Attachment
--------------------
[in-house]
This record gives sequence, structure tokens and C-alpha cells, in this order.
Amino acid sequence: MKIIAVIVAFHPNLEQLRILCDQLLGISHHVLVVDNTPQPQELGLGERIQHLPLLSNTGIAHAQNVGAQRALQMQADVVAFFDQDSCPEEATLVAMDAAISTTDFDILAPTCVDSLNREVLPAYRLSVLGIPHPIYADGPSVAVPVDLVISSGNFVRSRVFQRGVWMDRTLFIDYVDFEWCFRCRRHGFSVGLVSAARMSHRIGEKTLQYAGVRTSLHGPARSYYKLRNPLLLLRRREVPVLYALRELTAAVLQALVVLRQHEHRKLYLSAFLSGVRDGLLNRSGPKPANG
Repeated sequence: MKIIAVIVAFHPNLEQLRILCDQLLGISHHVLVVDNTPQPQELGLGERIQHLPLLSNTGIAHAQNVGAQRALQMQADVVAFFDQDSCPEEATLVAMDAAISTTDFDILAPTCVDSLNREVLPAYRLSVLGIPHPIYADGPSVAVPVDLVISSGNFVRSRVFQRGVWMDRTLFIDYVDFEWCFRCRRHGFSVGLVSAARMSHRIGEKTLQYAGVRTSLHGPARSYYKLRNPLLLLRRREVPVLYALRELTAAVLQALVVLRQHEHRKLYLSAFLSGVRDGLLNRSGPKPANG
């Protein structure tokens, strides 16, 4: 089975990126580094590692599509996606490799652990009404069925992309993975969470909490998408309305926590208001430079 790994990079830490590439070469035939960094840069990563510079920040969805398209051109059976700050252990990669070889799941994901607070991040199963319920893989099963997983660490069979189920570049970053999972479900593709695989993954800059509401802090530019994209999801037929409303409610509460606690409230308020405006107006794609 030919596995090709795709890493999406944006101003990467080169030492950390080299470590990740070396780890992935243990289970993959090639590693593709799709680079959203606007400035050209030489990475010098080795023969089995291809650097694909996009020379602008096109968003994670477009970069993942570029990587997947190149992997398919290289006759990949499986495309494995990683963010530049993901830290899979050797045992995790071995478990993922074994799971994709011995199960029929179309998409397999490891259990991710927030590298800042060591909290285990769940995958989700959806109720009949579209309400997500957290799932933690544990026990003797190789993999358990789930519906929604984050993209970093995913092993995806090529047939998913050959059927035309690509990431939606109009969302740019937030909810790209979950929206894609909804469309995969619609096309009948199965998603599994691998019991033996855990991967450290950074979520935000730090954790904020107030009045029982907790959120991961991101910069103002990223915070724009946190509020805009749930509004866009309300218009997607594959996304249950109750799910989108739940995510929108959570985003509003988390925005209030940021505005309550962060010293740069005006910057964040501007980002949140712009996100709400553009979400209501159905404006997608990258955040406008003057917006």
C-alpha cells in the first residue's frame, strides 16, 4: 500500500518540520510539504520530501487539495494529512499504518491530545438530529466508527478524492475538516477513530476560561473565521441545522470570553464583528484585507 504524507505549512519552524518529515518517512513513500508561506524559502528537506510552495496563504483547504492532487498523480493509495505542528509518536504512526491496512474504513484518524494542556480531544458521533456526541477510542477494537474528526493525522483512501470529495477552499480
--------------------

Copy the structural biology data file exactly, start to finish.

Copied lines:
[in-house]
This record gives sequence, structure tokens and C-alpha cells, in this order.
Amino acid sequence: MKIIAVIVAFHPNLEQLRILCDQLLGISHHVLVVDNTPQPQELGLGERIQHLPLLSNTGIAHAQNVGAQRALQMQADVVAFFDQDSCPEEATLVAMDAAISTTDFDILAPTCVDSLNREVLPAYRLSVLGIPHPIYADGPSVAVPVDLVISSGNFVRSRVFQRGVWMDRTLFIDYVDFEWCFRCRRHGFSVGLVSAARMSHRIGEKTLQYAGVRTSLHGPARSYYKLRNPLLLLRRREVPVLYALRELTAAVLQALVVLRQHEHRKLYLSAFLSGVRDGLLNRSGPKPANG
Repeated sequence: MKIIAVIVAFHPNLEQLRILCDQLLGISHHVLVVDNTPQPQELGLGERIQHLPLLSNTGIAHAQNVGAQRALQMQADVVAFFDQDSCPEEATLVAMDAAISTTDFDILAPTCVDSLNREVLPAYRLSVLGIPHPIYADGPSVAVPVDLVISSGNFVRSRVFQRGVWMDRTLFIDYVDFEWCFRCRRHGFSVGLVSAARMSHRIGEKTLQYAGVRTSLHGPARSYYKLRNPLLLLRRREVPVLYALRELTAAVLQALVVLRQHEHRKLYLSAFLSGVRDGLLNRSGPKPANG
């Protein structure tokens, strides 16, 4: 089975990126580094590692599509996606490799652990009404069925992309993975969470909490998408309305926590208001430079 790994990079830490590439070469035939960094840069990563510079920040969805398209051109059976700050252990990669070889799941994901607070991040199963319920893989099963997983660490069979189920570049970053999972479900593709695989993954800059509401802090530019994209999801037929409303409610509460606690409230308020405006107006794609 030919596995090709795709890493999406944006101003990467080169030492950390080299470590990740070396780890992935243990289970993959090639590693593709799709680079959203606007400035050209030489990475010098080795023969089995291809650097694909996009020379602008096109968003994670477009970069993942570029990587997947190149992997398919290289006759990949499986495309494995990683963010530049993901830290899979050797045992995790071995478990993922074994799971994709011995199960029929179309998409397999490891259990991710927030590298800042060591909290285990769940995958989700959806109720009949579209309400997500957290799932933690544990026990003797190789993999358990789930519906929604984050993209970093995913092993995806090529047939998913050959059927035309690509990431939606109009969302740019937030909810790209979950929206894609909804469309995969619609096309009948199965998603599994691998019991033996855990991967450290950074979520935000730090954790904020107030009045029982907790959120991961991101910069103002990223915070724009946190509020805009749930509004866009309300218009997607594959996304249950109750799910989108739940995510929108959570985003509003988390925005209030940021505005309550962060010293740069005006910057964040501007980002949140712009996100709400553009979400209501159905404006997608990258955040406008003057917006």
C-alpha cells in the first residue's frame, strides 16, 4: 500500500518540520510539504520530501487539495494529512499504518491530545438530529466508527478524492475538516477513530476560561473565521441545522470570553464583528484585507 504524507505549512519552524518529515518517512513513500508561506524559502528537506510552495496563504483547504492532487498523480493509495505542528509518536504512526491496512474504513484518524494542556480531544458521533456526541477510542477494537474528526493525522483512501470529495477552499480